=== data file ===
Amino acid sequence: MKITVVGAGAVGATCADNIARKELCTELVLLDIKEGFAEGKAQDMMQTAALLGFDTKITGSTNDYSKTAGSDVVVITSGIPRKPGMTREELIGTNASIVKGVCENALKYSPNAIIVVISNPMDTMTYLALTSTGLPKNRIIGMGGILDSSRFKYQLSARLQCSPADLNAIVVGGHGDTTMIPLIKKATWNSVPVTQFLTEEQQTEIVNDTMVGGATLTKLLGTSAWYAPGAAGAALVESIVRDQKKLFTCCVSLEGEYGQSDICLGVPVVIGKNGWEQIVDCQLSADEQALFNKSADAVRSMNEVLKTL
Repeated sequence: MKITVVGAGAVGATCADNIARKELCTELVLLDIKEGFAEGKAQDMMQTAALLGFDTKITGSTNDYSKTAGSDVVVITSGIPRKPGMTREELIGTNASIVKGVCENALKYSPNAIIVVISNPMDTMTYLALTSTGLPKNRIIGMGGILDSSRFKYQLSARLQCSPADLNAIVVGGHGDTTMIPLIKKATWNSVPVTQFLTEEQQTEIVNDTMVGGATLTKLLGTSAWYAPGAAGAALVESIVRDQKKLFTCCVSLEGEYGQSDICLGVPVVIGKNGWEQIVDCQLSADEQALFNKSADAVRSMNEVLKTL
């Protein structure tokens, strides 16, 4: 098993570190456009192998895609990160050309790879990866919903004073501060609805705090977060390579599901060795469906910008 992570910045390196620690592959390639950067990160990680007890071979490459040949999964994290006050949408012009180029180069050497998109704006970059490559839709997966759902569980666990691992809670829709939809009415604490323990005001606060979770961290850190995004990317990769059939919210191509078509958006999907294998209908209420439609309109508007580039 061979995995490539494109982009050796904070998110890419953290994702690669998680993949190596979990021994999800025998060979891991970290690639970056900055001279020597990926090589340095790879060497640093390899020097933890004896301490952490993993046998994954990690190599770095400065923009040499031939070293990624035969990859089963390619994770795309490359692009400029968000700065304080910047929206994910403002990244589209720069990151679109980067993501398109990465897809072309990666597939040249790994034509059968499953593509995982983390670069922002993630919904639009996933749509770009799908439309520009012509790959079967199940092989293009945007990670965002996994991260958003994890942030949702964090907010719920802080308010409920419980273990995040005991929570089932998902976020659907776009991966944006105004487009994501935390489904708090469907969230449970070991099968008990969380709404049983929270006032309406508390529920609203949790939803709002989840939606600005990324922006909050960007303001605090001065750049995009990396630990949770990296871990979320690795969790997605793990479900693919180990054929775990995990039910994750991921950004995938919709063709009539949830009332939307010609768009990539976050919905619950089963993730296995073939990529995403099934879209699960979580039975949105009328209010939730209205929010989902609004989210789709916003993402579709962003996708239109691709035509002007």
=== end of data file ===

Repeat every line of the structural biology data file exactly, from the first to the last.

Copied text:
Amino acid sequence: MKITVVGAGAVGATCADNIARKELCTELVLLDIKEGFAEGKAQDMMQTAALLGFDTKITGSTNDYSKTAGSDVVVITSGIPRKPGMTREELIGTNASIVKGVCENALKYSPNAIIVVISNPMDTMTYLALTSTGLPKNRIIGMGGILDSSRFKYQLSARLQCSPADLNAIVVGGHGDTTMIPLIKKATWNSVPVTQFLTEEQQTEIVNDTMVGGATLTKLLGTSAWYAPGAAGAALVESIVRDQKKLFTCCVSLEGEYGQSDICLGVPVVIGKNGWEQIVDCQLSADEQALFNKSADAVRSMNEVLKTL
Repeated sequence: MKITVVGAGAVGATCADNIARKELCTELVLLDIKEGFAEGKAQDMMQTAALLGFDTKITGSTNDYSKTAGSDVVVITSGIPRKPGMTREELIGTNASIVKGVCENALKYSPNAIIVVISNPMDTMTYLALTSTGLPKNRIIGMGGILDSSRFKYQLSARLQCSPADLNAIVVGGHGDTTMIPLIKKATWNSVPVTQFLTEEQQTEIVNDTMVGGATLTKLLGTSAWYAPGAAGAALVESIVRDQKKLFTCCVSLEGEYGQSDICLGVPVVIGKNGWEQIVDCQLSADEQALFNKSADAVRSMNEVLKTL
């Protein structure tokens, strides 16, 4: 098993570190456009192998895609990160050309790879990866919903004073501060609805705090977060390579599901060795469906910008 992570910045390196620690592959390639950067990160990680007890071979490459040949999964994290006050949408012009180029180069050497998109704006970059490559839709997966759902569980666990691992809670829709939809009415604490323990005001606060979770961290850190995004990317990769059939919210191509078509958006999907294998209908209420439609309109508007580039 061979995995490539494109982009050796904070998110890419953290994702690669998680993949190596979990021994999800025998060979891991970290690639970056900055001279020597990926090589340095790879060497640093390899020097933890004896301490952490993993046998994954990690190599770095400065923009040499031939070293990624035969990859089963390619994770795309490359692009400029968000700065304080910047929206994910403002990244589209720069990151679109980067993501398109990465897809072309990666597939040249790994034509059968499953593509995982983390670069922002993630919904639009996933749509770009799908439309520009012509790959079967199940092989293009945007990670965002996994991260958003994890942030949702964090907010719920802080308010409920419980273990995040005991929570089932998902976020659907776009991966944006105004487009994501935390489904708090469907969230449970070991099968008990969380709404049983929270006032309406508390529920609203949790939803709002989840939606600005990324922006909050960007303001605090001065750049995009990396630990949770990296871990979320690795969790997605793990479900693919180990054929775990995990039910994750991921950004995938919709063709009539949830009332939307010609768009990539976050919905619950089963993730296995073939990529995403099934879209699960979580039975949105009328209010939730209205929010989902609004989210789709916003993402579709962003996708239109691709035509002007």